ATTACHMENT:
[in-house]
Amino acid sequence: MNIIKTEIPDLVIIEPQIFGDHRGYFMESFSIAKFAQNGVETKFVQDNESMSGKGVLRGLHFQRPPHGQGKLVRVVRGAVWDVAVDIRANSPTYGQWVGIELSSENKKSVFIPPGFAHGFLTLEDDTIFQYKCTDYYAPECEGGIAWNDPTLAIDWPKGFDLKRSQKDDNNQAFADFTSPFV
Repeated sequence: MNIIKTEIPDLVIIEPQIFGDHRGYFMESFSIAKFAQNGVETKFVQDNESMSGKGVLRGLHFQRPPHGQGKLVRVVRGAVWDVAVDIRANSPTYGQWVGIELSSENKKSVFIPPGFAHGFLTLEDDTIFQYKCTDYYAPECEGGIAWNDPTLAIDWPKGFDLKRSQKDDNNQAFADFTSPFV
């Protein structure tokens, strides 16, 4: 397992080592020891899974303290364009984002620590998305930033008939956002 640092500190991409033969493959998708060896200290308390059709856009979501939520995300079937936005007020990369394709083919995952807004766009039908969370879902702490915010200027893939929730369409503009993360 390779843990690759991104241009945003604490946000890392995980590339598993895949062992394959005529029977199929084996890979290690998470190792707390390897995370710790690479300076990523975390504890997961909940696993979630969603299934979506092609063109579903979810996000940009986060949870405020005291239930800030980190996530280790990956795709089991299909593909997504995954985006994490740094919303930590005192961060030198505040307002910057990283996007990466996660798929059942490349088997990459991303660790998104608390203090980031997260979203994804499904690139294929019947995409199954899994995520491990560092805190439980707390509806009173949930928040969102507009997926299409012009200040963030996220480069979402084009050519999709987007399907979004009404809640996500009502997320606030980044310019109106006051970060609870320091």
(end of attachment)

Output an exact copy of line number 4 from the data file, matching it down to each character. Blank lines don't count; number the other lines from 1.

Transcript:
């Protein structure tokens, strides 16, 4: 397992080592020891899974303290364009984002620590998305930033008939956002 640092500190991409033969493959998708060896200290308390059709856009979501939520995300079937936005007020990369394709083919995952807004766009039908969370879902702490915010200027893939929730369409503009993360 390779843990690759991104241009945003604490946000890392995980590339598993895949062992394959005529029977199929084996890979290690998470190792707390390897995370710790690479300076990523975390504890997961909940696993979630969603299934979506092609063109579903979810996000940009986060949870405020005291239930800030980190996530280790990956795709089991299909593909997504995954985006994490740094919303930590005192961060030198505040307002910057990283996007990466996660798929059942490349088997990459991303660790998104608390203090980031997260979203994804499904690139294929019947995409199954899994995520491990560092805190439980707390509806009173949930928040969102507009997926299409012009200040963030996220480069979402084009050519999709987007399907979004009404809640996500009502997320606030980044310019109106006051970060609870320091």